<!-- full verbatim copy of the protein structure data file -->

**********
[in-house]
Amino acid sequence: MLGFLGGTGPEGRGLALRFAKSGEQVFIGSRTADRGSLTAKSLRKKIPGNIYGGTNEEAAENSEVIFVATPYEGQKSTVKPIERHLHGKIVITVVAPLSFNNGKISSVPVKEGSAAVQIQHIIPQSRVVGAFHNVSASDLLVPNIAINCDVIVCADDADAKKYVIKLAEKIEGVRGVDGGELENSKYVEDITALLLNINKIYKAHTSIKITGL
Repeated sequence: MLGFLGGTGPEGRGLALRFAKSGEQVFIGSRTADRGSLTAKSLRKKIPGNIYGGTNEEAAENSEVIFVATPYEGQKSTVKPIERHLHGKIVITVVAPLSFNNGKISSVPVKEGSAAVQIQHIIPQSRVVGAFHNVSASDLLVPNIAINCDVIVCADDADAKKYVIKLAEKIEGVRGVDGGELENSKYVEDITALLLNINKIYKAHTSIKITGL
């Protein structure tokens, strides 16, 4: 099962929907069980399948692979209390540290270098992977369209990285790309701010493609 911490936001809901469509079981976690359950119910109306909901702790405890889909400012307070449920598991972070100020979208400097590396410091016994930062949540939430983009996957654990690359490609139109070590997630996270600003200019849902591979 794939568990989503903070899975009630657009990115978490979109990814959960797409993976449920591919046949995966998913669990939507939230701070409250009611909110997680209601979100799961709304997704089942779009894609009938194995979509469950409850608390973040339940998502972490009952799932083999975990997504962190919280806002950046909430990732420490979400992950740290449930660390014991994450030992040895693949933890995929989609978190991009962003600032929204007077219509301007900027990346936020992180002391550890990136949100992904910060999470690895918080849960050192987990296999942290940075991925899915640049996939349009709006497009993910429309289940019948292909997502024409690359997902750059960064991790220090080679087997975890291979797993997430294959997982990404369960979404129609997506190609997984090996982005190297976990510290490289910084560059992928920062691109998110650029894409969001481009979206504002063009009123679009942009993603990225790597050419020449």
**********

[in-house]
Amino acid sequence: MLGFLGGTGPEGRGLALRFAKSGEQVFIGSRTADRGSLTAKSLRKKIPGNIYGGTNEEAAENSEVIFVATPYEGQKSTVKPIERHLHGKIVITVVAPLSFNNGKISSVPVKEGSAAVQIQHIIPQSRVVGAFHNVSASDLLVPNIAINCDVIVCADDADAKKYVIKLAEKIEGVRGVDGGELENSKYVEDITALLLNINKIYKAHTSIKITGL
Repeated sequence: MLGFLGGTGPEGRGLALRFAKSGEQVFIGSRTADRGSLTAKSLRKKIPGNIYGGTNEEAAENSEVIFVATPYEGQKSTVKPIERHLHGKIVITVVAPLSFNNGKISSVPVKEGSAAVQIQHIIPQSRVVGAFHNVSASDLLVPNIAINCDVIVCADDADAKKYVIKLAEKIEGVRGVDGGELENSKYVEDITALLLNINKIYKAHTSIKITGL
């Protein structure tokens, strides 16, 4: 099962929907069980399948692979209390540290270098992977369209990285790309701010493609 911490936001809901469509079981976690359950119910109306909901702790405890889909400012307070449920598991972070100020979208400097590396410091016994930062949540939430983009996957654990690359490609139109070590997630996270600003200019849902591979 794939568990989503903070899975009630657009990115978490979109990814959960797409993976449920591919046949995966998913669990939507939230701070409250009611909110997680209601979100799961709304997704089942779009894609009938194995979509469950409850608390973040339940998502972490009952799932083999975990997504962190919280806002950046909430990732420490979400992950740290449930660390014991994450030992040895693949933890995929989609978190991009962003600032929204007077219509301007900027990346936020992180002391550890990136949100992904910060999470690895918080849960050192987990296999942290940075991925899915640049996939349009709006497009993910429309289940019948292909997502024409690359997902750059960064991790220090080679087997975890291979797993997430294959997982990404369960979404129609997506190609997984090996982005190297976990510290490289910084560059992928920062691109998110650029894409969001481009979206504002063009009123679009942009993603990225790597050419020449």